RMIT celebrated Reconciliation Week by launching its Reconciliation Action Plan and opening a new Indigenous garden on City campus.
The Reconciliation Action Plan (PDF 2.24MB 34p) (RAP) was developed to drive improved opportunities for Aboriginal and Torres Strait Islander peoples.
Vice-Chancellor and President Martin Bean CBE said the RAP was an important milestone on a 25-year reconciliation journey that began with the establishment of the University’s Koorie Education Unit in 1992.
“The plan is a significant commitment by our University to Aboriginal and Torres Strait Islander peoples’ education and, as a result, to their employment and lifelong outcomes,” he said.
The University developed the RAP in consultation with a wide range of stakeholders, with the aim of promoting and strengthening relationships and respect between Indigenous people and other Australians.
“We are committed to creating an inclusive community of learners and thinkers, free from prejudice and discrimination,” he said.
The plan has six key focus areas:
- Governance, management and leadership
- Learning and teaching
- Ethical Aboriginal and Torres Strait Islander research
- Aboriginal and Torres Strait Islander staff participation and success
- Aboriginal and Torres Strait Islander student participation and success
- Community engagement
The launch featured a Welcome to Country from Uncle Colin Hunter and Aunty Carolyn Briggs.
Stacey Campton, Senior Manager of RMIT’s Ngarara Willim Centre, said the RAP aimed to promote and strengthen relationships and respect between Indigenous people and other Australians.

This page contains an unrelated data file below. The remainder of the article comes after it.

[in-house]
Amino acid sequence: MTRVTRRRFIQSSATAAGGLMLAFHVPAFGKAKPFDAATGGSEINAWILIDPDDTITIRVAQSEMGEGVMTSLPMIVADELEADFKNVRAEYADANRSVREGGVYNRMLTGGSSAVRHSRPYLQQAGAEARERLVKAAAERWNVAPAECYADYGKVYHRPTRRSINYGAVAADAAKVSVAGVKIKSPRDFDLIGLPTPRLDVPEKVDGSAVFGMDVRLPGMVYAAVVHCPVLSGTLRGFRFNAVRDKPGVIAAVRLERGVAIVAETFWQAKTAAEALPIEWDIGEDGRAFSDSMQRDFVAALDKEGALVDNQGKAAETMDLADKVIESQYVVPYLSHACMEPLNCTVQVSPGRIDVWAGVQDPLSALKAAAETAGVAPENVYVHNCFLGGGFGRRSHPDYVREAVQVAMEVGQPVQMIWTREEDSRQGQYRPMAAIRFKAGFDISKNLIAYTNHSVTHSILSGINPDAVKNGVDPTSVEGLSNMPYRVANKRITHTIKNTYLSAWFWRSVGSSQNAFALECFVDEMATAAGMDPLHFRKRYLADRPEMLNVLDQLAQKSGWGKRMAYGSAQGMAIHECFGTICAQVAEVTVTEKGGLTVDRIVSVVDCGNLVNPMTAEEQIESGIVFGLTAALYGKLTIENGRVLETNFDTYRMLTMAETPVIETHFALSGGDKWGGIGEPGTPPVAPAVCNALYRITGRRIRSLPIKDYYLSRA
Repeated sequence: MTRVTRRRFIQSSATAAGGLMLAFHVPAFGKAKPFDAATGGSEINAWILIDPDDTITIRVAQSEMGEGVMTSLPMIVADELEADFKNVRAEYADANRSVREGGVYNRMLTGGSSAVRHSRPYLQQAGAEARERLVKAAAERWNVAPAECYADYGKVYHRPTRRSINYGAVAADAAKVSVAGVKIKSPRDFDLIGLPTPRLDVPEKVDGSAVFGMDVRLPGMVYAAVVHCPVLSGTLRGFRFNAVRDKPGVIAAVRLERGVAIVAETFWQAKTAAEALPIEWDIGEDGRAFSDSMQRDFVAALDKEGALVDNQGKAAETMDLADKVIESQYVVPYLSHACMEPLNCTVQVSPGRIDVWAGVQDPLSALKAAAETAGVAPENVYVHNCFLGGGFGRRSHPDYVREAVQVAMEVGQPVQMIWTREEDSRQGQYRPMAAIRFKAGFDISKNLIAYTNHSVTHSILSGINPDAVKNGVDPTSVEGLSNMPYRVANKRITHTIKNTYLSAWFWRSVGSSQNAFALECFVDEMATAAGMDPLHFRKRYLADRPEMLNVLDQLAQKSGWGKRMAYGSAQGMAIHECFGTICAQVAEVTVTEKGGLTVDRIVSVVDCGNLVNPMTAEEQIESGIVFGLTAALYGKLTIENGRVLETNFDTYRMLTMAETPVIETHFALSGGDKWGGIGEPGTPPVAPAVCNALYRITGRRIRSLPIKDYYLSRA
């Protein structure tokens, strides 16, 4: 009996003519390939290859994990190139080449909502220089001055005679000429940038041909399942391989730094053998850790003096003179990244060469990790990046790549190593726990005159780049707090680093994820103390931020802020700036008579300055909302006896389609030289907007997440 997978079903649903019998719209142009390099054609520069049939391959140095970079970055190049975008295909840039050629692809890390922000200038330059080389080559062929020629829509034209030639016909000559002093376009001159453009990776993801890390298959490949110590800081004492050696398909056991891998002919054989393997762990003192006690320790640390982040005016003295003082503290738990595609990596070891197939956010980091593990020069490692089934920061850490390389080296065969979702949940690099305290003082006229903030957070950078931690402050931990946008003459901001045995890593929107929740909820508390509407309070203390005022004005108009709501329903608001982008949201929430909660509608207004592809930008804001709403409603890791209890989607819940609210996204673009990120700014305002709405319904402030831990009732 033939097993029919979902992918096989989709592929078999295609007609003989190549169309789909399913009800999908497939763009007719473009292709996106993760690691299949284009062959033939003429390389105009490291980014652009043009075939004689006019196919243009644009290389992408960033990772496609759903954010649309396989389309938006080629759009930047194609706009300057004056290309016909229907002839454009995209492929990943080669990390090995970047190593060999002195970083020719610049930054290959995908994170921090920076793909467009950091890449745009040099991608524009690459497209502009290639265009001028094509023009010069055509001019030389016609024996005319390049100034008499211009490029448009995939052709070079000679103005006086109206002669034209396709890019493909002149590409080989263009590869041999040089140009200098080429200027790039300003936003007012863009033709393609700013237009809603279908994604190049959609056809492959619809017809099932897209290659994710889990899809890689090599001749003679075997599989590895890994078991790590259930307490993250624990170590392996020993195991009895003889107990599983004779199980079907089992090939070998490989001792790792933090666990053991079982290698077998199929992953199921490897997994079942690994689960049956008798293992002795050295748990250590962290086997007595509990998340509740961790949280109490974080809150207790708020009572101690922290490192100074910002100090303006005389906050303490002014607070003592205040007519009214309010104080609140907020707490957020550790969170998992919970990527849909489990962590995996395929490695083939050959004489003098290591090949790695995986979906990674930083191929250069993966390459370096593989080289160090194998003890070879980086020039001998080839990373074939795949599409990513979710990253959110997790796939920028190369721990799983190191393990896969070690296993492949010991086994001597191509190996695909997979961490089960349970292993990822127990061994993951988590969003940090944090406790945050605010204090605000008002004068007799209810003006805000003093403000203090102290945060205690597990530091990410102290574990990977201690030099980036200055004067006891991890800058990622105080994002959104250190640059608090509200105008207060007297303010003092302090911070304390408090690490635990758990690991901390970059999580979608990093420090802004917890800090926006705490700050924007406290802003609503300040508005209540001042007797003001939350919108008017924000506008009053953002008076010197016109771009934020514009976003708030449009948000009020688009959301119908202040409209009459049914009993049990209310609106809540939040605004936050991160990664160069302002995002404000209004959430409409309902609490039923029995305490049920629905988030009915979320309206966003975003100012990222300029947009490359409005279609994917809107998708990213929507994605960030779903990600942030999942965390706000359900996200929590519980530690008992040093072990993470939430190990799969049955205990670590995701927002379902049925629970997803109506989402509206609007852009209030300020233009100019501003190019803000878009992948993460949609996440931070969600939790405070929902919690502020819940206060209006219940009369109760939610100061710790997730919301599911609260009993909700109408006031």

“Everyone at RMIT has a responsibility to reflect on and contribute towards reconciliation and what that means for our University,” she said.
As part of the celebrations, a new Indigenous garden Ngarara Place created with a focus on the seven seasons of the Kulin Nations was also opened.
Designed by award-winning Melbourne-based architecture and interior design firm Greenaway Architects, Ngarara Place draws on four key pillars – Connection to Country, Cultural Motifs, Contemporary Aboriginal Art, and Knowledge Exchange.
Created, designed and built by a mainly Indigenous team, this unique space includes an Indigenous themed courtyard area, amphitheatre-style seating and sculptural laser-cut smoke pit, and provides a space to host Indigenous ceremonies, gatherings and events.
It also features a striking, contemporary piece of artwork by Aboriginal digital artist Aroha Groves, installed vertically on Building 15, adjacent to the garden.
The initial idea for Ngarara Place came from the Ngarara Willim Centre – to build a visible presence and recognition of Aboriginal and Torres Strait Islander people, cultures and histories as connected among the lands of the Kulin Nations on which RMIT stands.
The University is also offering Aboriginal and Torres Strait Islander entrepreneurs the chance to start their own business with a new scholarship.
The Indigenous Business Creation Scholarships will provide students with free training in the nationally accredited Certificate IV in Small Business Management at RMIT.
And while completing the six-month program, the students will be encouraged to apply for seed funding from the University’s New Enterprise Investment Fund or other funding, to help them find the capital to start their business.
National Reconciliation Week annually celebrates and builds relationships between Aboriginal and Torres Strait Islander people and other Australians.
The dates that bookend the week are significant milestones in the reconciliation journey.
27 May marks the anniversary of Australia's most successful referendum. The 1967 referendum saw more than 90 per cent of Australians vote to give the Commonwealth power to make laws for Aboriginal and Torres Strait Islander peoples and recognise them in the national census.
3 June commemorates the High Court of Australia's landmark Mabo decision in 1992, which legally recognised that Aboriginal and Torres Strait Islander peoples have a special relationship to the land. This recognition paved the way for land rights or Native Title.
Story: Louise Handran